BS6 Bajaj Pulsar NS200 Reviewed In Detailed Photos

Does the NS200 still make sense in its tech-savvy segment?

Launched for the first time in 2012, the Bajaj Pulsar NS200 kickstarted the 200cc naked segment in India. Since its launch, the motorcycle hasn’t received any major update, even retaining its bare-bones, no-nonsense nature in 2021. So, you might ask if it is still relevant in this market? We try to answer as we review it through images:

The NS200’s styling has remained pretty much unchanged over all these years. But, it’s not all bad, thanks to its edgy design language and streetfighter persona. 


That said, one cannot ignore that it misses out on LED lighting -- even LED DRLs -- which make it look a little dated in these times. Even the Bajaj Platina gets LED DRLs now!

For 2021, the NS200 is offered in four new colours: Red, Blue, Grey, and White. Bajaj has also slathered some white on the frame and wheels, making the bike look fresher than before. 

Much like its styling, the NS200’s features haven’t changed much as well. It still gets a semi-digital instrument cluster with a blue-backlit display. It misses out on LED lighting and dual-channel ABS, but what makes matters worse is its instrument cluster, which isn’t very informative.

The NS200 continues with the 199.5cc, liquid-cooled, single-cylinder motor, but it now gets fuel injection. Surprisingly, in its BS6 avatar, the NS makes 24.5PS and 18.5Nm, 1PS and 0.2Nm more than the BS4 version. 

Consequently, it takes 0.6 and 0.9 seconds less to reach 60kmph and 100kmph, respectively. That said, the engine still lacks bottom-end punch, considering most of the power kicks in after 7,000rpm.

With the addition of FI, the NS is more fuel efficient too. It returned a decent 40.84kmpl in our city test runs.

The NS200 has always had excellent riding dynamics. It is the only bike using a full perimeter frame in its segment. This, coupled with a slightly forward-leaning posture (with rear-set footpegs) and a kerb weight of just 156kg, makes the NS a sharp handler. It is also easy to move around through tight spaces, and the split seat offers good cushioning.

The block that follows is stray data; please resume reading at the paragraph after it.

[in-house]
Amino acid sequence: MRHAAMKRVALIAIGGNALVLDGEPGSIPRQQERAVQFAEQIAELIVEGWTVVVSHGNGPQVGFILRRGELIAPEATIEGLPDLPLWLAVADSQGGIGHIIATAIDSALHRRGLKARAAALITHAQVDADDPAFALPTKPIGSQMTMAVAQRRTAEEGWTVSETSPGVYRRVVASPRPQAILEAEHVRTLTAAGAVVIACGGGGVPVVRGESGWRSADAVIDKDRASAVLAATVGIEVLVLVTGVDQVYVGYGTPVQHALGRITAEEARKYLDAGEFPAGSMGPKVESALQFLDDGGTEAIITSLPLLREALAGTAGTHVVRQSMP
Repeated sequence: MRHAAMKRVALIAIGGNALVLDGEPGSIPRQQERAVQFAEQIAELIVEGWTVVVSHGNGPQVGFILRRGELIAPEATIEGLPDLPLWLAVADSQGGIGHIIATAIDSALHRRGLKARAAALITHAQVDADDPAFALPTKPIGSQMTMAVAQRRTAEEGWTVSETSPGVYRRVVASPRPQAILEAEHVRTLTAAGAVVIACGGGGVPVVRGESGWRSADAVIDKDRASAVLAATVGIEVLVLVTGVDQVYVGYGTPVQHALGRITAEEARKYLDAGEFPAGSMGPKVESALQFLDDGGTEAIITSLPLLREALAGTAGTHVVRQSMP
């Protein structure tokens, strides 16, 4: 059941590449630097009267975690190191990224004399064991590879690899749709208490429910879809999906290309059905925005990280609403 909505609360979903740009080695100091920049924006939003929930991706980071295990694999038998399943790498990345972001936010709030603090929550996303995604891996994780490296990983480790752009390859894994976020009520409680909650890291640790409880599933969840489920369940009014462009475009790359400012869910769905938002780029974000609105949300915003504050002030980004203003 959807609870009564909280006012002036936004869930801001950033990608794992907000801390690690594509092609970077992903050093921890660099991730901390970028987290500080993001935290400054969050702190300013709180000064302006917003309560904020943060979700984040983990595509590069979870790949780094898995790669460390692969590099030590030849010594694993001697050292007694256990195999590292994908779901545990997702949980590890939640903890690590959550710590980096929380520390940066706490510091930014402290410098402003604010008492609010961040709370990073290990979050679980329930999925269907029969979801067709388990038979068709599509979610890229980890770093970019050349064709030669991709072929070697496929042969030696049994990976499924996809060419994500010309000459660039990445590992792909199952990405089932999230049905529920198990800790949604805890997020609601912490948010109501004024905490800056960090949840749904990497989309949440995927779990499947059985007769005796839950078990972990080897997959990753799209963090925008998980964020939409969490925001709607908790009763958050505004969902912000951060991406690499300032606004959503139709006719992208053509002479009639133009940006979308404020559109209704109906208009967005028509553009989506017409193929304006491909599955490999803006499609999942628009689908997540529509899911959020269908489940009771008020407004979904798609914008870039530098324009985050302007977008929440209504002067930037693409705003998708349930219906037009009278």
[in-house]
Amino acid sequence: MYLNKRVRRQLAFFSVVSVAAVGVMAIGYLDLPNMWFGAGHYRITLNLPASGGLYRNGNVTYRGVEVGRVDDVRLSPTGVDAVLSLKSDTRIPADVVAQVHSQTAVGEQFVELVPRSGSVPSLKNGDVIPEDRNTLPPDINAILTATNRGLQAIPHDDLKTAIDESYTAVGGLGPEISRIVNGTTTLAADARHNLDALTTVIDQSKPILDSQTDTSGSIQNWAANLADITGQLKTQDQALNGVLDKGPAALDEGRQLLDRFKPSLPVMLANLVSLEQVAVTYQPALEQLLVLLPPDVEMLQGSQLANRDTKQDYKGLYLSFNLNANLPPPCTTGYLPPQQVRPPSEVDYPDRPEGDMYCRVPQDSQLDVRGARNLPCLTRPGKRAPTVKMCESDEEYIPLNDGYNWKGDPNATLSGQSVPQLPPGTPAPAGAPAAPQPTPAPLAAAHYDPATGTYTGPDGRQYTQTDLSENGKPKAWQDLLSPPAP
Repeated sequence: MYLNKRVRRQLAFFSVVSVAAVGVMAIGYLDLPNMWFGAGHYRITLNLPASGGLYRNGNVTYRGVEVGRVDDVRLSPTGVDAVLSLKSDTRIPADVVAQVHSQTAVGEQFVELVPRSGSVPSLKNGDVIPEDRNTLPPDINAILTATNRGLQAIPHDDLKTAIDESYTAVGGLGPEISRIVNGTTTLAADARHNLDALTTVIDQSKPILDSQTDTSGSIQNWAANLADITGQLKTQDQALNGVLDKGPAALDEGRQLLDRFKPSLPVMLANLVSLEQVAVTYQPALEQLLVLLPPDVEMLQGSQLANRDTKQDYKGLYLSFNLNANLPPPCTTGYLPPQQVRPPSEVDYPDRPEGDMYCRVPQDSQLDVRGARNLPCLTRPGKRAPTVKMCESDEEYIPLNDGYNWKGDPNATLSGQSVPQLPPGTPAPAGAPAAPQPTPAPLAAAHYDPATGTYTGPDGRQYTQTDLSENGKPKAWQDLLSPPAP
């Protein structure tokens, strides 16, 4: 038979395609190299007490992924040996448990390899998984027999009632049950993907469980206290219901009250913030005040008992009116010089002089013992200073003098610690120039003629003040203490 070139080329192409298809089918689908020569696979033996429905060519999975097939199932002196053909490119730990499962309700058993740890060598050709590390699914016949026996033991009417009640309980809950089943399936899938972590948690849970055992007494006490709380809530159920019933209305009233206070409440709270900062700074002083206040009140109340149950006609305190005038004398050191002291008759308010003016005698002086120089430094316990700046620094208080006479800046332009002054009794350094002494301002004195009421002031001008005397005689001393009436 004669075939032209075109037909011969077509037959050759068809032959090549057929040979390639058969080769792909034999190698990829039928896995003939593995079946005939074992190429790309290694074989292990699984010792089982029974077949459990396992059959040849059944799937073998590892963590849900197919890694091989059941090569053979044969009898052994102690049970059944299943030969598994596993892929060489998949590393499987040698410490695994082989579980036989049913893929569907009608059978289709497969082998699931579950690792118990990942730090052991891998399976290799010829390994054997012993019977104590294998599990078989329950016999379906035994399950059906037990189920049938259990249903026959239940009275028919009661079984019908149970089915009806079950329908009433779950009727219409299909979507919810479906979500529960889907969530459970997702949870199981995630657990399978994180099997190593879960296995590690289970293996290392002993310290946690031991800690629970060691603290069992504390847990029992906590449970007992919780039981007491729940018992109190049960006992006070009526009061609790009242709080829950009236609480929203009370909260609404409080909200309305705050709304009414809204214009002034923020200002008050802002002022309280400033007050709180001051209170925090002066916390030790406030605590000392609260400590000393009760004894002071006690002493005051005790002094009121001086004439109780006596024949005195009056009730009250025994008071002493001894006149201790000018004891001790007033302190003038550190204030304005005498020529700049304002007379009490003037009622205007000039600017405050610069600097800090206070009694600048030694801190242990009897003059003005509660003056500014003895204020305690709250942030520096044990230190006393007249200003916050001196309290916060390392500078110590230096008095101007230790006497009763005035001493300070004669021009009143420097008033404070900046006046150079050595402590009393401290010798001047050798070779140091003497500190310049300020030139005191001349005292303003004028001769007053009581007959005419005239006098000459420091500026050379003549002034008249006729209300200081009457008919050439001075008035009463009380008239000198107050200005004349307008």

Corner carving is no big deal for the NS200. 


The only gripe here is that the stiff rear suspension fails to glide over big bumps and potholes.

For braking duties, it employs disc brakes at both ends with a good initial bite. But, the lever feels stiff, which can make the front end jittery when chasing braking markers.

With barely any update, it is really hard to justify the Pulsar’s Rs 1,35,226 price tag, after its latest absurd price hike. A more powerful engine, a set of modern features, and a design update are what the NS200 pine for. 

But, everything’s not wrong with the bike. If someone wants a no-frills, sharp-handling, and versatile motorcycle today, the NS200 might just be the perfect fit. In related news, our sources have revealed that Bajaj is working on a Pulsar 250, and we can only hope it ups the benchmark set by the NS200.

Bajaj Pulsar NS200 Video Review

Bajaj Pulsar NS200
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